Although the authors did not stratify their analysis according to HAP or VAP cases, it can be inferred that most HAP (non-VAP) episodes were included in the subgroup of the ASC-based strategy where positive ASC from the respiratory tract dating more than 5 days earlier or from other sites were available (n = 70), rather than from recent respiratory tract samples that are known to more accurately predict the etiology of subsequent pneumonia [8]. In this subgroup, positive samples were available for 28 (40%) episodes, which led to upgrading the antibiotic regimen in 13 (19%) cases and to increasing the appropriateness of therapy by 10% (from 79 to 88%). ASC therefore seemed to help narrow the spectrum in VAP episodes, but to broaden the spectrum in HAP (non-VAP) episodes.

It is noteworthy that De Bus and colleagues found no difference in the appropriateness of therapy when comparing the two (theoretical) algorithm-based strategies with the actual therapy received by patients [1]. However, treating physicians were aware of the results of ASC and were probably influenced to some extent by them, given the longstanding tradition of using ASC at this center [3],[7],[9].

Also apparent from this study is that the standard guideline-based approach to therapy, even when adapted to the local epidemiology, often results in broader-spectrum therapy than required. As discussed above, this may be due in large part to the high proportion of patients with HAP (non-VAP) in this study, consistent with a number of recent studies showing that the criteria for suspected infection with multidrug-resistant bacteria in patients with HAP or healthcare-associated pneumonia are nonspecific, at least when applied to European populations [10]-[12].

Given the higher proportion of appropriate and narrower-spectrum therapy with ASC than with the guideline-based approach, should ASC become routine practice in our ICUs? Clearly, a randomized trial - preferably a crossover cluster-randomized study - is now needed to answer this question. This trial would compare a strategy including ASC as described by De Bus and colleagues with the standard of care approach, based on empirical therapy according to the physician's best judgment accounting for prior antibiotic exposure, local epidemiology and the patient's individual risk factors, followed by de-escalation [5],[13]. The trial should examine patient-centered outcomes, appropriateness of antibiotics, and overall antibiotic exposures. A formal cost-effectiveness of this approach is also needed, since routinely obtaining thrice-weekly urinary and sputum or endotracheal aspirate cultures in addition to weekly oral, nasal, and rectal swab cultures, as is performed in Ghent, bears substantial costs. Finally, routine surveillance respiratory or urine cultures may also incite physicians to initiate therapy for colonization rather than for infection, and eventually increase the - microbiologically appropriate, but unnecessary - antibiotic exposure of ICU patients.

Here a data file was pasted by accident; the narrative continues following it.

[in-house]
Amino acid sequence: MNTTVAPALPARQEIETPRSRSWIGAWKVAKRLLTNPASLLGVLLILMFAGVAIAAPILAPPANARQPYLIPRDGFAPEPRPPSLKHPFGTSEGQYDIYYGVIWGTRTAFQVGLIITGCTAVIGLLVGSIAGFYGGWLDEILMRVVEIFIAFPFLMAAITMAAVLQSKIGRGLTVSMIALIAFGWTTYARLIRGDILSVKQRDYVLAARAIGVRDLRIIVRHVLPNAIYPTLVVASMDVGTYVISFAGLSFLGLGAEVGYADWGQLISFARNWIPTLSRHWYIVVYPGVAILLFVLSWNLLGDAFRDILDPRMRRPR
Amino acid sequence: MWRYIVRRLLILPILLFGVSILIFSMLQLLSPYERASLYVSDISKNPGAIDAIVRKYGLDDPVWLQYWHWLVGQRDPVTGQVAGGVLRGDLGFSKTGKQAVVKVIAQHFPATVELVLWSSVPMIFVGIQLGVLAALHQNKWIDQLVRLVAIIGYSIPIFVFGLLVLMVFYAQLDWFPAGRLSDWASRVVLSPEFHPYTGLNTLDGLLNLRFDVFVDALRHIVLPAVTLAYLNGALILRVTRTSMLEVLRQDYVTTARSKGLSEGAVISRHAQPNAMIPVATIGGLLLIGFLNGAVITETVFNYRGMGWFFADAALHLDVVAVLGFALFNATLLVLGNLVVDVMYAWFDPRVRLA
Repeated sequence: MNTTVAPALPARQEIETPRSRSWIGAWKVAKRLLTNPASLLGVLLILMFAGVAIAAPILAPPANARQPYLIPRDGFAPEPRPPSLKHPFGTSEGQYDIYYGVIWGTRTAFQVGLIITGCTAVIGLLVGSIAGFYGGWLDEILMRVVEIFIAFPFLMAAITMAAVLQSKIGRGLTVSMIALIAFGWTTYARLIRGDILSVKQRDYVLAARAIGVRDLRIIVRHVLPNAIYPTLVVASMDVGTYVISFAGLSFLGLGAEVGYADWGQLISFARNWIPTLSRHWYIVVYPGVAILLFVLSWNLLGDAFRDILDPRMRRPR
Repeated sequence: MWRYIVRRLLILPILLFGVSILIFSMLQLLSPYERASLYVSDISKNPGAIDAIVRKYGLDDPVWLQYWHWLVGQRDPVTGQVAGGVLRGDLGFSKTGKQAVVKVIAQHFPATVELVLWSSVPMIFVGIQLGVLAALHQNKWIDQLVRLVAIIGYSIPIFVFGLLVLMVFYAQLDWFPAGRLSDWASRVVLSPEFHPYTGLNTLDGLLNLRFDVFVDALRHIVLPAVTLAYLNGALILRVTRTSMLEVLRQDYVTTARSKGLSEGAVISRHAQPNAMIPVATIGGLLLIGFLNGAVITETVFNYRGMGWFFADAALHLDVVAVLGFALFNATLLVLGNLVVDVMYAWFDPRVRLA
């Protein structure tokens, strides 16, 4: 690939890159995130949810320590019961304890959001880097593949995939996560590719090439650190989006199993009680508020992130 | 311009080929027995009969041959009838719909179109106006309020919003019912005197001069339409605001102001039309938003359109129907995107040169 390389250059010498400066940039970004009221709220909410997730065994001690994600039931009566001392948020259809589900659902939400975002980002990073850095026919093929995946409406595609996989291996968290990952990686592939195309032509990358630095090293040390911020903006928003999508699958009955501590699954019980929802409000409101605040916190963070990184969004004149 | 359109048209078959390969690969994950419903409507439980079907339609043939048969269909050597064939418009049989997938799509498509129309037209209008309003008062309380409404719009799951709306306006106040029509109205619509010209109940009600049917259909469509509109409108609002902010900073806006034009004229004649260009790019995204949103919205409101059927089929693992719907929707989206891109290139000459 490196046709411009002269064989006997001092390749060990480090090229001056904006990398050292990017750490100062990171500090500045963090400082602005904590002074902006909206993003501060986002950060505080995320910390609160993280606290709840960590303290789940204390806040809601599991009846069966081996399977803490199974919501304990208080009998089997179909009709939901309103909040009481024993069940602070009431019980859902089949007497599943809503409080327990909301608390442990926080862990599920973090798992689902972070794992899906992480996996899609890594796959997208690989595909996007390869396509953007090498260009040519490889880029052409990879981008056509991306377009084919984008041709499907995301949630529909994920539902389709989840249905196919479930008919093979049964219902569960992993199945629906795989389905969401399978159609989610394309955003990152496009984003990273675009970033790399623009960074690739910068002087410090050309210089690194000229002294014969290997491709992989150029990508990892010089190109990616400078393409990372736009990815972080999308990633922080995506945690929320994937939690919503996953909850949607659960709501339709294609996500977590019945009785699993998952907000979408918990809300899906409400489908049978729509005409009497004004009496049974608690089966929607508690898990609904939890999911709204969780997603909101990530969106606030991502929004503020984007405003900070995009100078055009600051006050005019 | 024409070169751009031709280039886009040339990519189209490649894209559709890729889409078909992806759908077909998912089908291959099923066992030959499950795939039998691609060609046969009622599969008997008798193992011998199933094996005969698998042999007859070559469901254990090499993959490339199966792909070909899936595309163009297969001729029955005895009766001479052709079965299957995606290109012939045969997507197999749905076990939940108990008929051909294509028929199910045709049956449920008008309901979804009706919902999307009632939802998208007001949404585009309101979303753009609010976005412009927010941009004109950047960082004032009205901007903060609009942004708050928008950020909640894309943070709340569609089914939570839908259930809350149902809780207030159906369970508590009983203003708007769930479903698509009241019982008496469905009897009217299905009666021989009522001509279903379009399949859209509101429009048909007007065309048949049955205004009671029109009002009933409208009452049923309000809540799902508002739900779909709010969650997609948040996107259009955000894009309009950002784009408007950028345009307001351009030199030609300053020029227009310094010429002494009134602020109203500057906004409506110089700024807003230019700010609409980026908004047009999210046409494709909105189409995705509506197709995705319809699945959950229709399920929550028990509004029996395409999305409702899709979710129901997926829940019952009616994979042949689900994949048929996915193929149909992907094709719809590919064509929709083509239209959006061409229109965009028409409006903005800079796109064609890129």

Active surveillance cultures


Hospital-acquired pneumonia


ventilator-associated pneumonia


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Correspondence to Christian Brun-Buisson.

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Brun-Buisson, C. Minimizing antibiotic exposure in the ICU: in search of the optimal strategy. Crit Care 18, 613 (2014).